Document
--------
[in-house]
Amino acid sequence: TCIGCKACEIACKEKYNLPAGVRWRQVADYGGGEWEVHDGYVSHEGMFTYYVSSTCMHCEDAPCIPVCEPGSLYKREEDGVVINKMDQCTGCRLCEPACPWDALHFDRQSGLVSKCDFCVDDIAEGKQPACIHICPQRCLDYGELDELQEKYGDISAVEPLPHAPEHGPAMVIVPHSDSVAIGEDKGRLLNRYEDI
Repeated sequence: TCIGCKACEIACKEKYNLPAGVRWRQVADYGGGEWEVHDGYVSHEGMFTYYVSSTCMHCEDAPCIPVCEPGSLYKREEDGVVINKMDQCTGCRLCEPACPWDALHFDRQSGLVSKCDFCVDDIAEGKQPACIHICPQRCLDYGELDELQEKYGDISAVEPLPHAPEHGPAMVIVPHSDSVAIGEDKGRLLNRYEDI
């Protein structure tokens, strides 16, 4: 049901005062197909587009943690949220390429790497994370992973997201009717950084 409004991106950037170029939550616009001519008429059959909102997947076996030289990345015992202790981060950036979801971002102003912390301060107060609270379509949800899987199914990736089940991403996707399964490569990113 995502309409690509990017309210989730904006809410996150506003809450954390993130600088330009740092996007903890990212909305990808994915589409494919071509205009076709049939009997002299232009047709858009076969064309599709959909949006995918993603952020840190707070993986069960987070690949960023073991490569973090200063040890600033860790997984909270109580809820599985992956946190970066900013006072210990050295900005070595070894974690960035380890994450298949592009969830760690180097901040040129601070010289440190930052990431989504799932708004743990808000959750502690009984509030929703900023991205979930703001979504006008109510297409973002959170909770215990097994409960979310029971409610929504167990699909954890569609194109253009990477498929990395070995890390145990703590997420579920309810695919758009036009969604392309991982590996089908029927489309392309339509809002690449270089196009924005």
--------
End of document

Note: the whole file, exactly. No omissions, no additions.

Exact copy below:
[in-house]
Amino acid sequence: TCIGCKACEIACKEKYNLPAGVRWRQVADYGGGEWEVHDGYVSHEGMFTYYVSSTCMHCEDAPCIPVCEPGSLYKREEDGVVINKMDQCTGCRLCEPACPWDALHFDRQSGLVSKCDFCVDDIAEGKQPACIHICPQRCLDYGELDELQEKYGDISAVEPLPHAPEHGPAMVIVPHSDSVAIGEDKGRLLNRYEDI
Repeated sequence: TCIGCKACEIACKEKYNLPAGVRWRQVADYGGGEWEVHDGYVSHEGMFTYYVSSTCMHCEDAPCIPVCEPGSLYKREEDGVVINKMDQCTGCRLCEPACPWDALHFDRQSGLVSKCDFCVDDIAEGKQPACIHICPQRCLDYGELDELQEKYGDISAVEPLPHAPEHGPAMVIVPHSDSVAIGEDKGRLLNRYEDI
């Protein structure tokens, strides 16, 4: 049901005062197909587009943690949220390429790497994370992973997201009717950084 409004991106950037170029939550616009001519008429059959909102997947076996030289990345015992202790981060950036979801971002102003912390301060107060609270379509949800899987199914990736089940991403996707399964490569990113 995502309409690509990017309210989730904006809410996150506003809450954390993130600088330009740092996007903890990212909305990808994915589409494919071509205009076709049939009997002299232009047709858009076969064309599709959909949006995918993603952020840190707070993986069960987070690949960023073991490569973090200063040890600033860790997984909270109580809820599985992956946190970066900013006072210990050295900005070595070894974690960035380890994450298949592009969830760690180097901040040129601070010289440190930052990431989504799932708004743990808000959750502690009984509030929703900023991205979930703001979504006008109510297409973002959170909770215990097994409960979310029971409610929504167990699909954890569609194109253009990477498929990395070995890390145990703590997420579920309810695919758009036009969604392309991982590996089908029927489309392309339509809002690449270089196009924005």